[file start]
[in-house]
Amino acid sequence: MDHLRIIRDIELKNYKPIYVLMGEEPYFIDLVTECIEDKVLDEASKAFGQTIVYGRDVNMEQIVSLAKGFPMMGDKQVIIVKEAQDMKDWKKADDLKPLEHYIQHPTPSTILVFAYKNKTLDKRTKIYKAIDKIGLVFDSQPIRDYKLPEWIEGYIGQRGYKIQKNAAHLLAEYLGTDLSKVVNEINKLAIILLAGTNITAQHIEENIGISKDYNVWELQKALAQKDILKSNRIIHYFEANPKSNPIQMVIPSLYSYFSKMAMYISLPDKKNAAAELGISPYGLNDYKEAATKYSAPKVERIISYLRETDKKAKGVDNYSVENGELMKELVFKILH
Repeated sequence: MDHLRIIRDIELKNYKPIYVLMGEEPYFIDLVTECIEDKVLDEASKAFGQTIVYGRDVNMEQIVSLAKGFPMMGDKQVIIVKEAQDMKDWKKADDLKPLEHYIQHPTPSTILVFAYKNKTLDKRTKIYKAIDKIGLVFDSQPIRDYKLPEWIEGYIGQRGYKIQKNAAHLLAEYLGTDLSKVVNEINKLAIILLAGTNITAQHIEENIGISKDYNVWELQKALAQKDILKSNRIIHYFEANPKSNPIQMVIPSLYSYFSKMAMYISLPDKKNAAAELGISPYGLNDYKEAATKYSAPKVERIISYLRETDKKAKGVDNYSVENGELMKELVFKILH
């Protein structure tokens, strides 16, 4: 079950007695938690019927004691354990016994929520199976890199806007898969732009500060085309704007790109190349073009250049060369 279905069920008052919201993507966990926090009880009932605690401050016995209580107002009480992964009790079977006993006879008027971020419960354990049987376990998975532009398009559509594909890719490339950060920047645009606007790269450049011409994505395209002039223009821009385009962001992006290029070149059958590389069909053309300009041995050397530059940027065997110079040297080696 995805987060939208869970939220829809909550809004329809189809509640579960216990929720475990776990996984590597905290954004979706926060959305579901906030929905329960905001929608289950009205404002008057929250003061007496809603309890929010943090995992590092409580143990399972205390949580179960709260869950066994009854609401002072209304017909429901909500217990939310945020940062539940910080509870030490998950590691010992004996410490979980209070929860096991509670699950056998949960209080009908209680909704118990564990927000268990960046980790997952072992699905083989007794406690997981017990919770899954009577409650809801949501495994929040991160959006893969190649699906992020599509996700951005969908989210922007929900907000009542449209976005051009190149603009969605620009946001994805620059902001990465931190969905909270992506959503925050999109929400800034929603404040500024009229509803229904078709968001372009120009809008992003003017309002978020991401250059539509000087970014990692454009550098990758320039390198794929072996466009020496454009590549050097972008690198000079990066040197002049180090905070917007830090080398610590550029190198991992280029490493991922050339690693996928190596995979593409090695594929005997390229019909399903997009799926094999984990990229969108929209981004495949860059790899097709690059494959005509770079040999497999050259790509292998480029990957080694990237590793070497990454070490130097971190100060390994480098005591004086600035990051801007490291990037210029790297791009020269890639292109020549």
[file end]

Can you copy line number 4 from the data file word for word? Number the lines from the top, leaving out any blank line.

């Protein structure tokens, strides 16, 4: 079950007695938690019927004691354990016994929520199976890199806007898969732009500060085309704007790109190349073009250049060369 279905069920008052919201993507966990926090009880009932605690401050016995209580107002009480992964009790079977006993006879008027971020419960354990049987376990998975532009398009559509594909890719490339950060920047645009606007790269450049011409994505395209002039223009821009385009962001992006290029070149059958590389069909053309300009041995050397530059940027065997110079040297080696 995805987060939208869970939220829809909550809004329809189809509640579960216990929720475990776990996984590597905290954004979706926060959305579901906030929905329960905001929608289950009205404002008057929250003061007496809603309890929010943090995992590092409580143990399972205390949580179960709260869950066994009854609401002072209304017909429901909500217990939310945020940062539940910080509870030490998950590691010992004996410490979980209070929860096991509670699950056998949960209080009908209680909704118990564990927000268990960046980790997952072992699905083989007794406690997981017990919770899954009577409650809801949501495994929040991160959006893969190649699906992020599509996700951005969908989210922007929900907000009542449209976005051009190149603009969605620009946001994805620059902001990465931190969905909270992506959503925050999109929400800034929603404040500024009229509803229904078709968001372009120009809008992003003017309002978020991401250059539509000087970014990692454009550098990758320039390198794929072996466009020496454009590549050097972008690198000079990066040197002049180090905070917007830090080398610590550029190198991992280029490493991922050339690693996928190596995979593409090695594929005997390229019909399903997009799926094999984990990229969108929209981004495949860059790899097709690059494959005509770079040999497999050259790509292998480029990957080694990237590793070497990454070490130097971190100060390994480098005591004086600035990051801007490291990037210029790297791009020269890639292109020549």